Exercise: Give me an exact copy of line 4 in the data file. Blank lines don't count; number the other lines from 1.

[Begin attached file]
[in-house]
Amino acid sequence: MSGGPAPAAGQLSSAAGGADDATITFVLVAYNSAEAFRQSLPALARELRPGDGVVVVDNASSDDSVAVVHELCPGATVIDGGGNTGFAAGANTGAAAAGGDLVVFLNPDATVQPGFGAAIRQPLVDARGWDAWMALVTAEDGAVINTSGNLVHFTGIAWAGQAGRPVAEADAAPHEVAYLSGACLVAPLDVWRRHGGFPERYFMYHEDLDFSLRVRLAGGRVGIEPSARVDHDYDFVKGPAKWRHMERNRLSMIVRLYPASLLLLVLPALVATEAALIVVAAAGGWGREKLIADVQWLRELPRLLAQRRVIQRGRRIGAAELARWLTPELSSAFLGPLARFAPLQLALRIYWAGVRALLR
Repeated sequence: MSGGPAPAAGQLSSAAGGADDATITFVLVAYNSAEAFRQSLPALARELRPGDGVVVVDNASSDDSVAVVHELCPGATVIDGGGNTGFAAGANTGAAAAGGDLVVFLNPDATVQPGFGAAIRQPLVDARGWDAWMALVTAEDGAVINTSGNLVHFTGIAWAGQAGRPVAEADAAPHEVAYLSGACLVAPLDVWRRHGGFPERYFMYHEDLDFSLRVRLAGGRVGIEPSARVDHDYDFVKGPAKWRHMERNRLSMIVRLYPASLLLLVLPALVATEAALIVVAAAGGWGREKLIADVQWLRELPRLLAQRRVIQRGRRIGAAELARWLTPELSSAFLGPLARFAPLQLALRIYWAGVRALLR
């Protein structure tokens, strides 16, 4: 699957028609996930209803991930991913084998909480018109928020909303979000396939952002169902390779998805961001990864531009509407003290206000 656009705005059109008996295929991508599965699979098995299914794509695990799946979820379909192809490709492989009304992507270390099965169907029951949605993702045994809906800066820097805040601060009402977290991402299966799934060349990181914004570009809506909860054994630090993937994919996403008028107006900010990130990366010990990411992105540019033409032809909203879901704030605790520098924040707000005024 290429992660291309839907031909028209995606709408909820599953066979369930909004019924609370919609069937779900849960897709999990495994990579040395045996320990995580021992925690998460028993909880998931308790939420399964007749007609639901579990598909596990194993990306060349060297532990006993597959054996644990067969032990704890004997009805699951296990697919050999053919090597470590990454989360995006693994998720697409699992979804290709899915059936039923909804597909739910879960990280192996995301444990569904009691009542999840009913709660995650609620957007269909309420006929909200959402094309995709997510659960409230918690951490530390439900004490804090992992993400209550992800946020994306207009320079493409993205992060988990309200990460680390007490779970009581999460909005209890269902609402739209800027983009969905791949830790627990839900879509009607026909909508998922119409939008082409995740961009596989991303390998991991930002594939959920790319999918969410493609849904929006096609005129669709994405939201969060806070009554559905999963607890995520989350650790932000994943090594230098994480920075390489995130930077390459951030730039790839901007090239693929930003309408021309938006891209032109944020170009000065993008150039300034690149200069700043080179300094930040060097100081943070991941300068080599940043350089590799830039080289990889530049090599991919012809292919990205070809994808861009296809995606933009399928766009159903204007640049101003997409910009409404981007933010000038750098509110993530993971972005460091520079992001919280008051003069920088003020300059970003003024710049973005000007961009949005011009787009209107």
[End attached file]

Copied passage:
């Protein structure tokens, strides 16, 4: 699957028609996930209803991930991913084998909480018109928020909303979000396939952002169902390779998805961001990864531009509407003290206000 656009705005059109008996295929991508599965699979098995299914794509695990799946979820379909192809490709492989009304992507270390099965169907029951949605993702045994809906800066820097805040601060009402977290991402299966799934060349990181914004570009809506909860054994630090993937994919996403008028107006900010990130990366010990990411992105540019033409032809909203879901704030605790520098924040707000005024 290429992660291309839907031909028209995606709408909820599953066979369930909004019924609370919609069937779900849960897709999990495994990579040395045996320990995580021992925690998460028993909880998931308790939420399964007749007609639901579990598909596990194993990306060349060297532990006993597959054996644990067969032990704890004997009805699951296990697919050999053919090597470590990454989360995006693994998720697409699992979804290709899915059936039923909804597909739910879960990280192996995301444990569904009691009542999840009913709660995650609620957007269909309420006929909200959402094309995709997510659960409230918690951490530390439900004490804090992992993400209550992800946020994306207009320079493409993205992060988990309200990460680390007490779970009581999460909005209890269902609402739209800027983009969905791949830790627990839900879509009607026909909508998922119409939008082409995740961009596989991303390998991991930002594939959920790319999918969410493609849904929006096609005129669709994405939201969060806070009554559905999963607890995520989350650790932000994943090594230098994480920075390489995130930077390459951030730039790839901007090239693929930003309408021309938006891209032109944020170009000065993008150039300034690149200069700043080179300094930040060097100081943070991941300068080599940043350089590799830039080289990889530049090599991919012809292919990205070809994808861009296809995606933009399928766009159903204007640049101003997409910009409404981007933010000038750098509110993530993971972005460091520079992001919280008051003069920088003020300059970003003024710049973005000007961009949005011009787009209107």